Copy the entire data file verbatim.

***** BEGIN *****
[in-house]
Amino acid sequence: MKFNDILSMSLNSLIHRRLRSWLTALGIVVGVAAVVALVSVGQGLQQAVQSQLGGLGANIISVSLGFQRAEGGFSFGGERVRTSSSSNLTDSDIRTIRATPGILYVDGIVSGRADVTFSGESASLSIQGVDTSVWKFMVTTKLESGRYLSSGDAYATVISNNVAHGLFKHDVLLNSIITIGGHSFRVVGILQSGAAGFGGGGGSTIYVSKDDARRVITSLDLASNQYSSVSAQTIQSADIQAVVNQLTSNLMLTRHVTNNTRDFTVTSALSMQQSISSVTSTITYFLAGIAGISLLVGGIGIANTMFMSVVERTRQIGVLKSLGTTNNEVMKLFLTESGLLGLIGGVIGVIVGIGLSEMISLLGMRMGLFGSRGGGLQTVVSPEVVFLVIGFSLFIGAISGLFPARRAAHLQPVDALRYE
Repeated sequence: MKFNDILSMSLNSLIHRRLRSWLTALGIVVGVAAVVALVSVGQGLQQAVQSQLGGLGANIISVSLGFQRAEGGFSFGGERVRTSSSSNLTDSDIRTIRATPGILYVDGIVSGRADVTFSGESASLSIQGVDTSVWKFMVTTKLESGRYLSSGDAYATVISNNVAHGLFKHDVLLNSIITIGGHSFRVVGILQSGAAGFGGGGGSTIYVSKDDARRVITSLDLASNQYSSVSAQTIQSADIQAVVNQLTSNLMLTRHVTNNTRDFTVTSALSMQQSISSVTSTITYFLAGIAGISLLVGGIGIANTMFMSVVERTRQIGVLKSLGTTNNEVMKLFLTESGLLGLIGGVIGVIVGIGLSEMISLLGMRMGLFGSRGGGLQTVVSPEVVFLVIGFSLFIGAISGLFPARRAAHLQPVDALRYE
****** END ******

[in-house]
Amino acid sequence: MKFNDILSMSLNSLIHRRLRSWLTALGIVVGVAAVVALVSVGQGLQQAVQSQLGGLGANIISVSLGFQRAEGGFSFGGERVRTSSSSNLTDSDIRTIRATPGILYVDGIVSGRADVTFSGESASLSIQGVDTSVWKFMVTTKLESGRYLSSGDAYATVISNNVAHGLFKHDVLLNSIITIGGHSFRVVGILQSGAAGFGGGGGSTIYVSKDDARRVITSLDLASNQYSSVSAQTIQSADIQAVVNQLTSNLMLTRHVTNNTRDFTVTSALSMQQSISSVTSTITYFLAGIAGISLLVGGIGIANTMFMSVVERTRQIGVLKSLGTTNNEVMKLFLTESGLLGLIGGVIGVIVGIGLSEMISLLGMRMGLFGSRGGGLQTVVSPEVVFLVIGFSLFIGAISGLFPARRAAHLQPVDALRYE
Repeated sequence: MKFNDILSMSLNSLIHRRLRSWLTALGIVVGVAAVVALVSVGQGLQQAVQSQLGGLGANIISVSLGFQRAEGGFSFGGERVRTSSSSNLTDSDIRTIRATPGILYVDGIVSGRADVTFSGESASLSIQGVDTSVWKFMVTTKLESGRYLSSGDAYATVISNNVAHGLFKHDVLLNSIITIGGHSFRVVGILQSGAAGFGGGGGSTIYVSKDDARRVITSLDLASNQYSSVSAQTIQSADIQAVVNQLTSNLMLTRHVTNNTRDFTVTSALSMQQSISSVTSTITYFLAGIAGISLLVGGIGIANTMFMSVVERTRQIGVLKSLGTTNNEVMKLFLTESGLLGLIGGVIGVIVGIGLSEMISLLGMRMGLFGSRGGGLQTVVSPEVVFLVIGFSLFIGAISGLFPARRAAHLQPVDALRYE